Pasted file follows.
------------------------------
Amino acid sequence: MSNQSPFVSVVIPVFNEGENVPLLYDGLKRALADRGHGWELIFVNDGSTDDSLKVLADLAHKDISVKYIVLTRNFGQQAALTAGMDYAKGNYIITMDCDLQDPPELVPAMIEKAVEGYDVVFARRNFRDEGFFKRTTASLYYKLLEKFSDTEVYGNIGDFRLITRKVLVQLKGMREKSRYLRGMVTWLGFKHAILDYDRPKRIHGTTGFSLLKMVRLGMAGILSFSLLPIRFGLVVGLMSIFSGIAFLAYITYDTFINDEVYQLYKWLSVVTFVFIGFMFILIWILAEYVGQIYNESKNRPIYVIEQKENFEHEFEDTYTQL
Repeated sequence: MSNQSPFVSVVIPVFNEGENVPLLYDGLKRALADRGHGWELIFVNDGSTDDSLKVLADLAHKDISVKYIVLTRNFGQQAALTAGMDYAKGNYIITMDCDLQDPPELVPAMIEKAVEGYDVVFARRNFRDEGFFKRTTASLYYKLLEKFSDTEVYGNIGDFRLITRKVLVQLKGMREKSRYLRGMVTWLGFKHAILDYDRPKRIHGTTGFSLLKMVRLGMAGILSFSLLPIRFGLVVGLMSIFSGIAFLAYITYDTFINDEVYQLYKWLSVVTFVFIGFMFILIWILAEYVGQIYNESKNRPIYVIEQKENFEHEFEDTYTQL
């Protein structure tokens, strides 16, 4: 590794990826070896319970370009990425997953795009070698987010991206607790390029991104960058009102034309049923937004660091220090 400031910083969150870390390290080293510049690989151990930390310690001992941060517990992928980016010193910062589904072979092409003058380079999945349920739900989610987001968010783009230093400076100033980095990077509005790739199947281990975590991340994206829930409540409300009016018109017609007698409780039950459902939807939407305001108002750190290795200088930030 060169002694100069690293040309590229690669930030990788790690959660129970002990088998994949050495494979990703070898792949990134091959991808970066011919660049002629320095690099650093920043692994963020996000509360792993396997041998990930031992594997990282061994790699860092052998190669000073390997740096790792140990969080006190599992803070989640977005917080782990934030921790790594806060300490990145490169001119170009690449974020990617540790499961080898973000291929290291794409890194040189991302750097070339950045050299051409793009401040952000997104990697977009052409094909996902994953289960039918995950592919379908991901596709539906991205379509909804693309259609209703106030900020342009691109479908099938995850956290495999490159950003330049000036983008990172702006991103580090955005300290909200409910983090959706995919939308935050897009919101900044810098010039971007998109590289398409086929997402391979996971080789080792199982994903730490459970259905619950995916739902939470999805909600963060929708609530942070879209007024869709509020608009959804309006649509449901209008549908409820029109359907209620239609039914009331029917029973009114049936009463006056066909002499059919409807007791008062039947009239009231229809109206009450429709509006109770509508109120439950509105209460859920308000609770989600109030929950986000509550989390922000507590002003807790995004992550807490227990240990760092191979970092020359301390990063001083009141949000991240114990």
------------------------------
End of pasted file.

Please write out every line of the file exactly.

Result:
Amino acid sequence: MSNQSPFVSVVIPVFNEGENVPLLYDGLKRALADRGHGWELIFVNDGSTDDSLKVLADLAHKDISVKYIVLTRNFGQQAALTAGMDYAKGNYIITMDCDLQDPPELVPAMIEKAVEGYDVVFARRNFRDEGFFKRTTASLYYKLLEKFSDTEVYGNIGDFRLITRKVLVQLKGMREKSRYLRGMVTWLGFKHAILDYDRPKRIHGTTGFSLLKMVRLGMAGILSFSLLPIRFGLVVGLMSIFSGIAFLAYITYDTFINDEVYQLYKWLSVVTFVFIGFMFILIWILAEYVGQIYNESKNRPIYVIEQKENFEHEFEDTYTQL
Repeated sequence: MSNQSPFVSVVIPVFNEGENVPLLYDGLKRALADRGHGWELIFVNDGSTDDSLKVLADLAHKDISVKYIVLTRNFGQQAALTAGMDYAKGNYIITMDCDLQDPPELVPAMIEKAVEGYDVVFARRNFRDEGFFKRTTASLYYKLLEKFSDTEVYGNIGDFRLITRKVLVQLKGMREKSRYLRGMVTWLGFKHAILDYDRPKRIHGTTGFSLLKMVRLGMAGILSFSLLPIRFGLVVGLMSIFSGIAFLAYITYDTFINDEVYQLYKWLSVVTFVFIGFMFILIWILAEYVGQIYNESKNRPIYVIEQKENFEHEFEDTYTQL
């Protein structure tokens, strides 16, 4: 590794990826070896319970370009990425997953795009070698987010991206607790390029991104960058009102034309049923937004660091220090 400031910083969150870390390290080293510049690989151990930390310690001992941060517990992928980016010193910062589904072979092409003058380079999945349920739900989610987001968010783009230093400076100033980095990077509005790739199947281990975590991340994206829930409540409300009016018109017609007698409780039950459902939807939407305001108002750190290795200088930030 060169002694100069690293040309590229690669930030990788790690959660129970002990088998994949050495494979990703070898792949990134091959991808970066011919660049002629320095690099650093920043692994963020996000509360792993396997041998990930031992594997990282061994790699860092052998190669000073390997740096790792140990969080006190599992803070989640977005917080782990934030921790790594806060300490990145490169001119170009690449974020990617540790499961080898973000291929290291794409890194040189991302750097070339950045050299051409793009401040952000997104990697977009052409094909996902994953289960039918995950592919379908991901596709539906991205379509909804693309259609209703106030900020342009691109479908099938995850956290495999490159950003330049000036983008990172702006991103580090955005300290909200409910983090959706995919939308935050897009919101900044810098010039971007998109590289398409086929997402391979996971080789080792199982994903730490459970259905619950995916739902939470999805909600963060929708609530942070879209007024869709509020608009959804309006649509449901209008549908409820029109359907209620239609039914009331029917029973009114049936009463006056066909002499059919409807007791008062039947009239009231229809109206009450429709509006109770509508109120439950509105209460859920308000609770989600109030929950986000509550989390922000507590002003807790995004992550807490227990240990760092191979970092020359301390990063001083009141949000991240114990």